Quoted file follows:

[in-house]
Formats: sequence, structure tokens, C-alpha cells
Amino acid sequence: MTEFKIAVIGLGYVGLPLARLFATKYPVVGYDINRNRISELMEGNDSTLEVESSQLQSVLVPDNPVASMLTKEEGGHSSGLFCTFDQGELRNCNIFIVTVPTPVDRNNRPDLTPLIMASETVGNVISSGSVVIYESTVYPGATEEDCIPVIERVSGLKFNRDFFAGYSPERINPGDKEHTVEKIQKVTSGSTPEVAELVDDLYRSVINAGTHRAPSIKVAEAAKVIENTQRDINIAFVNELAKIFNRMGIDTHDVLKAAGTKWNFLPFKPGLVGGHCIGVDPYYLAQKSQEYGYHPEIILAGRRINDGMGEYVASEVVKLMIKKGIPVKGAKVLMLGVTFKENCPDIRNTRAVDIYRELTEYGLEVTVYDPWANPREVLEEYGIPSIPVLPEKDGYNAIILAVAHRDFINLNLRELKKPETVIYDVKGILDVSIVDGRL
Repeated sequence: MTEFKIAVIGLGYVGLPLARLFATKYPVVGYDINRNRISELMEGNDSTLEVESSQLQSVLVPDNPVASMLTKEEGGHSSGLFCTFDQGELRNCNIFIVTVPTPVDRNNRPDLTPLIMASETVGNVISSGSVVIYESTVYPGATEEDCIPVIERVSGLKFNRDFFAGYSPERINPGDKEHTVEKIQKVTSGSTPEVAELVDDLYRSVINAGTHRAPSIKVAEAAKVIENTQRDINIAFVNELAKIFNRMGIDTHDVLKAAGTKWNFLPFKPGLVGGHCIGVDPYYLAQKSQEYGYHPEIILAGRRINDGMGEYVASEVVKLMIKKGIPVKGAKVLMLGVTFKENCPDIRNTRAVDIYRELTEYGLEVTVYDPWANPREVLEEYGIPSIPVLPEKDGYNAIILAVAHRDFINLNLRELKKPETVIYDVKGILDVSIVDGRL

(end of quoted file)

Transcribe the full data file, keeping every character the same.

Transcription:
[in-house]
Formats: sequence, structure tokens, C-alpha cells
Amino acid sequence: MTEFKIAVIGLGYVGLPLARLFATKYPVVGYDINRNRISELMEGNDSTLEVESSQLQSVLVPDNPVASMLTKEEGGHSSGLFCTFDQGELRNCNIFIVTVPTPVDRNNRPDLTPLIMASETVGNVISSGSVVIYESTVYPGATEEDCIPVIERVSGLKFNRDFFAGYSPERINPGDKEHTVEKIQKVTSGSTPEVAELVDDLYRSVINAGTHRAPSIKVAEAAKVIENTQRDINIAFVNELAKIFNRMGIDTHDVLKAAGTKWNFLPFKPGLVGGHCIGVDPYYLAQKSQEYGYHPEIILAGRRINDGMGEYVASEVVKLMIKKGIPVKGAKVLMLGVTFKENCPDIRNTRAVDIYRELTEYGLEVTVYDPWANPREVLEEYGIPSIPVLPEKDGYNAIILAVAHRDFINLNLRELKKPETVIYDVKGILDVSIVDGRL
Repeated sequence: MTEFKIAVIGLGYVGLPLARLFATKYPVVGYDINRNRISELMEGNDSTLEVESSQLQSVLVPDNPVASMLTKEEGGHSSGLFCTFDQGELRNCNIFIVTVPTPVDRNNRPDLTPLIMASETVGNVISSGSVVIYESTVYPGATEEDCIPVIERVSGLKFNRDFFAGYSPERINPGDKEHTVEKIQKVTSGSTPEVAELVDDLYRSVINAGTHRAPSIKVAEAAKVIENTQRDINIAFVNELAKIFNRMGIDTHDVLKAAGTKWNFLPFKPGLVGGHCIGVDPYYLAQKSQEYGYHPEIILAGRRINDGMGEYVASEVVKLMIKKGIPVKGAKVLMLGVTFKENCPDIRNTRAVDIYRELTEYGLEVTVYDPWANPREVLEEYGIPSIPVLPEKDGYNAIILAVAHRDFINLNLRELKKPETVIYDVKGILDVSIVDGRL